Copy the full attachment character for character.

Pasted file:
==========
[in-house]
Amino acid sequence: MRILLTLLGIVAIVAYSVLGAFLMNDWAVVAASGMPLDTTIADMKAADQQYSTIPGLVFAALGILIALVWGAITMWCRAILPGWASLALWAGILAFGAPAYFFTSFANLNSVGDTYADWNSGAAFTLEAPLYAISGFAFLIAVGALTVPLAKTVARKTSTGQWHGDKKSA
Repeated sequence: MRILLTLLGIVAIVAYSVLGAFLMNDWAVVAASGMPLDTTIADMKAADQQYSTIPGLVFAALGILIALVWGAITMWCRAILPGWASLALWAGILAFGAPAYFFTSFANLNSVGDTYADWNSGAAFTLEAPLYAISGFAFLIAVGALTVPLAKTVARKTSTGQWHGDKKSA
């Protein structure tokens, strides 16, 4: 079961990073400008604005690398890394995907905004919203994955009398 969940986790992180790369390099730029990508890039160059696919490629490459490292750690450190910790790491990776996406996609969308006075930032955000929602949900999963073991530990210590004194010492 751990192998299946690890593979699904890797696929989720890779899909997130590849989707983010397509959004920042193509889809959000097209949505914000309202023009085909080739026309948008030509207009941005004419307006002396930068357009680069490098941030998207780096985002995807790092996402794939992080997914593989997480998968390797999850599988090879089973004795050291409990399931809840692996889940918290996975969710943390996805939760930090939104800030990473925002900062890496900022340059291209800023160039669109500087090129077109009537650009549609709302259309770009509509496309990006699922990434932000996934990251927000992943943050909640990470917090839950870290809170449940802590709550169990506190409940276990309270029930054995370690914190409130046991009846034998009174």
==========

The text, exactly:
[in-house]
Amino acid sequence: MRILLTLLGIVAIVAYSVLGAFLMNDWAVVAASGMPLDTTIADMKAADQQYSTIPGLVFAALGILIALVWGAITMWCRAILPGWASLALWAGILAFGAPAYFFTSFANLNSVGDTYADWNSGAAFTLEAPLYAISGFAFLIAVGALTVPLAKTVARKTSTGQWHGDKKSA
Repeated sequence: MRILLTLLGIVAIVAYSVLGAFLMNDWAVVAASGMPLDTTIADMKAADQQYSTIPGLVFAALGILIALVWGAITMWCRAILPGWASLALWAGILAFGAPAYFFTSFANLNSVGDTYADWNSGAAFTLEAPLYAISGFAFLIAVGALTVPLAKTVARKTSTGQWHGDKKSA
């Protein structure tokens, strides 16, 4: 079961990073400008604005690398890394995907905004919203994955009398 969940986790992180790369390099730029990508890039160059696919490629490459490292750690450190910790790491990776996406996609969308006075930032955000929602949900999963073991530990210590004194010492 751990192998299946690890593979699904890797696929989720890779899909997130590849989707983010397509959004920042193509889809959000097209949505914000309202023009085909080739026309948008030509207009941005004419307006002396930068357009680069490098941030998207780096985002995807790092996402794939992080997914593989997480998968390797999850599988090879089973004795050291409990399931809840692996889940918290996975969710943390996805939760930090939104800030990473925002900062890496900022340059291209800023160039669109500087090129077109009537650009549609709302259309770009509509496309990006699922990434932000996934990251927000992943943050909640990470917090839950870290809170449940802590709550169990506190409940276990309270029930054995370690914190409130046991009846034998009174």